The usual response was something like this: “Marcom, I will risk Gaza, not ‘cause I am afraid my girlfriend will give up on me, but because I just can’t stan’ one extra minute of listening to your music!” (I had a boom box on the dash and ‘treated’ my passengers to four or five hours of continuous Bob Marley on my trips. I was famous for this. Sometimes I would throw in a little Joni Mitchell, if I were feeling benevolent on that day.)

The Orphan Benjamin. One night, I think it was in late ’78, I was staggering back to my hooch from our little bar. My walk took me through our game room: Two pool tables, a jukebox, shuffle board, ping pong… etc. Anyway, just by the exit door there was a table. On this table was a carton of Marlboro’s, a case of Heineken, a ‘doggie bag’ from the galley, and a one hundred dollar bill. Thinking nothing of it, I just kept on tacking toward my hooch, some fifty meters down the way… I woke up the next morning and instantly thought of all that unclaimed booty and for just an instant hoped that no one had stolen it.

We had a brother/sisterhood there in Sinai. I managed to drag my hung-over ass out of my rack and head in to breakfast in our galley. My trip took me past the table in question. Everything was just as it was the night before; waiting for the rightful owner to sober up and claim. If I had not already been in love with my Co-SFM’ers till then, I certainly was now. Two hundred folks at SFM, and nary a thief amongst us. I will never forget that minor little memory. It touched me deep.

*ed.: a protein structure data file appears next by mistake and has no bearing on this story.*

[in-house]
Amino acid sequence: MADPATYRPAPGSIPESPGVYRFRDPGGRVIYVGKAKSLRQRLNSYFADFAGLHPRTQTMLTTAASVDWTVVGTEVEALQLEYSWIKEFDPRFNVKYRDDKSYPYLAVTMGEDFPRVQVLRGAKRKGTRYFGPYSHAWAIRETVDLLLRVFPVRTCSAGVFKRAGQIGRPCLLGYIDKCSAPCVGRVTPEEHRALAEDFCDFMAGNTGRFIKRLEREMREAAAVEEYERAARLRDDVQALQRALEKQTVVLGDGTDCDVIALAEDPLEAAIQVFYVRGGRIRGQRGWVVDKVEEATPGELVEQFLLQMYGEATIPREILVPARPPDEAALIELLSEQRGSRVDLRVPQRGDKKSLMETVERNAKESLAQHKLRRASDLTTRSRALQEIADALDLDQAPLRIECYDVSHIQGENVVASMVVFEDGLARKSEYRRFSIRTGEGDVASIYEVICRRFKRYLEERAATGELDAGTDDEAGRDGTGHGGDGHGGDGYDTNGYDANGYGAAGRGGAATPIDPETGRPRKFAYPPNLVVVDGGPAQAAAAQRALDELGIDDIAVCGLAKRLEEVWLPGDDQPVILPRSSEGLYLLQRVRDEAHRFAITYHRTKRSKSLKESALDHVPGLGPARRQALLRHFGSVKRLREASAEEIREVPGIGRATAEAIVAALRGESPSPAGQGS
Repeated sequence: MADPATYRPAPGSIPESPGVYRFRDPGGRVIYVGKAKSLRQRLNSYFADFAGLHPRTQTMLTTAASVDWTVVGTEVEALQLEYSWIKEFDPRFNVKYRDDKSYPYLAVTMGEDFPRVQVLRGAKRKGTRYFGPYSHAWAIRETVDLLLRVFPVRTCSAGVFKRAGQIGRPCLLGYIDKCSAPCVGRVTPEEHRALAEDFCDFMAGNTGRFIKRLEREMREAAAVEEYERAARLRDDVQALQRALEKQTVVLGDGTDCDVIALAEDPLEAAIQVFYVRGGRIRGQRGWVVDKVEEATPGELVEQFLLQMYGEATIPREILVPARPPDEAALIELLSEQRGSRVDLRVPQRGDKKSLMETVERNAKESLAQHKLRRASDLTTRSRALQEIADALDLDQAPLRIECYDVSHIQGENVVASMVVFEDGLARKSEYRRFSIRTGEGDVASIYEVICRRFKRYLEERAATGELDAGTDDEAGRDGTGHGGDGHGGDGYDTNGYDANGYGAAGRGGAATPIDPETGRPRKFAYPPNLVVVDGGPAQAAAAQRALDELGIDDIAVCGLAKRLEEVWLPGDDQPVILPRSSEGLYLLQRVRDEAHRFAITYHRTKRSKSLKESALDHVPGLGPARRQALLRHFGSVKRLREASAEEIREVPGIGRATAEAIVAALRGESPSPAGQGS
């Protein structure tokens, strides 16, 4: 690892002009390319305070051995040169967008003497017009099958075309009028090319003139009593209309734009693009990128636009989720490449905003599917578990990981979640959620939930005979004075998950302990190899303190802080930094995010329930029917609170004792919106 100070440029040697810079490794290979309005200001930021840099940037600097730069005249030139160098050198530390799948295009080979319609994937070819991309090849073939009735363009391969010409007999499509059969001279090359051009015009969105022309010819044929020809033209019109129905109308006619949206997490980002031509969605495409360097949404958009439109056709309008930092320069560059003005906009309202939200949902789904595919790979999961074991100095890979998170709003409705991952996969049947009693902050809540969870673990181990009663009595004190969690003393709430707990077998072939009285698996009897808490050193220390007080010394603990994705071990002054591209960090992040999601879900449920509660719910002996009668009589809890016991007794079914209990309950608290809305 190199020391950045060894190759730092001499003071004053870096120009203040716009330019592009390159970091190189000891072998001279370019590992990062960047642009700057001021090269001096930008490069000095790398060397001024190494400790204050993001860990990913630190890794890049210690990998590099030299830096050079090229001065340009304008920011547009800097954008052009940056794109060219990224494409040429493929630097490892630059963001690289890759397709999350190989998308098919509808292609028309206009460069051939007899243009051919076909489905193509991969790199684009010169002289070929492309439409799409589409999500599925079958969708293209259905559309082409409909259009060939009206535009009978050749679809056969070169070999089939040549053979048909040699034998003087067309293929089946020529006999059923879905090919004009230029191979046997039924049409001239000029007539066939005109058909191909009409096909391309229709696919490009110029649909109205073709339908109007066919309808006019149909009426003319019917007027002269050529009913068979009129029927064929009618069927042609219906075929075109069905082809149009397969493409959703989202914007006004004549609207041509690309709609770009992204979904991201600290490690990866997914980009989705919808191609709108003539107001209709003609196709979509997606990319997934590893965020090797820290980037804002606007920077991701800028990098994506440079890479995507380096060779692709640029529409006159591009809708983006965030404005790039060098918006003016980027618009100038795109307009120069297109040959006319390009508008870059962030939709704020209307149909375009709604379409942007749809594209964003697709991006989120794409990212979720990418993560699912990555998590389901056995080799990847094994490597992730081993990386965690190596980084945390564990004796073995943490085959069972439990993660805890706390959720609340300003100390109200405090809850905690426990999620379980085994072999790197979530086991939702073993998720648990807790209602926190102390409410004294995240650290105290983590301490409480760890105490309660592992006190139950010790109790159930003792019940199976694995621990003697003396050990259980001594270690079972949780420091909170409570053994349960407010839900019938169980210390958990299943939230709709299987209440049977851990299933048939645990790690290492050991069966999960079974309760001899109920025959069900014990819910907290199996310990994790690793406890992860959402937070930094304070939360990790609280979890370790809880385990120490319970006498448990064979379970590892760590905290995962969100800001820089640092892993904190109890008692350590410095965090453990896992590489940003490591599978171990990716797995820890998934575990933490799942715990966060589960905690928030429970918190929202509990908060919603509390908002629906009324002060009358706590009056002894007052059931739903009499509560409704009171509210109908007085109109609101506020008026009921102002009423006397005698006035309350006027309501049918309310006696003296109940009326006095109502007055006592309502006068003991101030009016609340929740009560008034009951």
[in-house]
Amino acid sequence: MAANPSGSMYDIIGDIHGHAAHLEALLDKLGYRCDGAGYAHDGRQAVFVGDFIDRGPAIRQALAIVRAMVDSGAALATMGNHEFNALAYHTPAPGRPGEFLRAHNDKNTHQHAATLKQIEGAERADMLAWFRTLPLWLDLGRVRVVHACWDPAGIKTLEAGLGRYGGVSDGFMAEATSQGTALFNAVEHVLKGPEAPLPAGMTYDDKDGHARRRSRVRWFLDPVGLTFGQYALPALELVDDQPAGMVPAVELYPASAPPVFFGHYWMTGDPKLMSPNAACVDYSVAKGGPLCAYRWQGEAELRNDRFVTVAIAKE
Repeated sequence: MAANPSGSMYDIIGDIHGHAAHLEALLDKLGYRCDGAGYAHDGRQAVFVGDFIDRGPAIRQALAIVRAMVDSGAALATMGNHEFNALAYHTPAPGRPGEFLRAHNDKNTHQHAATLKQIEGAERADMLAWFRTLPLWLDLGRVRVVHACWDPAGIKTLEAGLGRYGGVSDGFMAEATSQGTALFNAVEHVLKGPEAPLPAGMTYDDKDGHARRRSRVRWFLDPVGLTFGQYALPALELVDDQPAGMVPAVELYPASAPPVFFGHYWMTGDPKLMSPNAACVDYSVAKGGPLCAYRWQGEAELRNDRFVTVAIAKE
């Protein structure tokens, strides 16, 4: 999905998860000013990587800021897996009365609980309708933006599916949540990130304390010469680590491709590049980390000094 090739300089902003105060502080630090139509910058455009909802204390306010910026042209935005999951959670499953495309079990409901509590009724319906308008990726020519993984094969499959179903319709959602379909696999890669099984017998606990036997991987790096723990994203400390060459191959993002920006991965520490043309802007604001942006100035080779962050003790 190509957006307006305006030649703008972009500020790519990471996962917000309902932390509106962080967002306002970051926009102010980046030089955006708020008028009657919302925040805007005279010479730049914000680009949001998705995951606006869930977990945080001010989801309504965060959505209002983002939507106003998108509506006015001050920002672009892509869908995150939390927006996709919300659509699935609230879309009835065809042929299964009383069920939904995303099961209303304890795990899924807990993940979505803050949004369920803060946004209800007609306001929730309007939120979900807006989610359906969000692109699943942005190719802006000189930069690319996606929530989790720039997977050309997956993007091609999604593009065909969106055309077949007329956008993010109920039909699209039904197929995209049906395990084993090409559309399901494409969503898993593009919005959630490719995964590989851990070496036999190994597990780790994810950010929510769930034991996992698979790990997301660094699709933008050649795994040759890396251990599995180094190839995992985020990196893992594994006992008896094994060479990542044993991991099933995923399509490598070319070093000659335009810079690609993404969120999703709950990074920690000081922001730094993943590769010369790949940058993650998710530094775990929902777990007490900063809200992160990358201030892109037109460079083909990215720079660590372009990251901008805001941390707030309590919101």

And then I just went into breakfast. You see? This was not… ‘different’ then! Shit! Can’t explain. Won’t try.

You see? We had love. And respect.

***

I am thinking of continuing this series in light of the recent news from Israel and Gaza. Not saying that my experiences are relevant today, but I do feel the need to write them. Please let me know if you are interested to read of my times spent in the region.

Q&A: Have you ever been to The Middle East? Do you live there? Do you care? Have you ever had a desire to visit the ‘Holy Land’? (ahem). Do you find me abrasive? 😉

Do you know that I love all comments?

Salaam and Shalom,

Lance

Half-way to  Jerusalem

Vid Credit:

Käyttäjän leopahta kanava

Shonnie: Just Some Last Thoughts & One “Reminisce”

I killed this post. Probably because it did not ring ‘true’ (even though it was). Anyway, I brought it back, if for nothing else, my own edification.

(And of course, because I love Sheryl Crow. And of course, as a vain writer, I just cannot cotton to killing my own words, once written. Hahahaha! Writers, y’all know what I mean.) 

Please Bare er, ‘bear’… with me on this one Y’all.

***

Time always makes things (memories) better. This is how I cope. As for me and Shonnie, memories are multiplied–super-sized, if you will. The words I wrote of our relationship are all too true. I do hope she never reads those words, as neither she nor I are strong enough to re-live those heady days. This is how life is. One is young once, (and older more than twice) and youth does stupid shit based upon that ‘youth’, and then, if lucky, one has a chance for redemption later in life.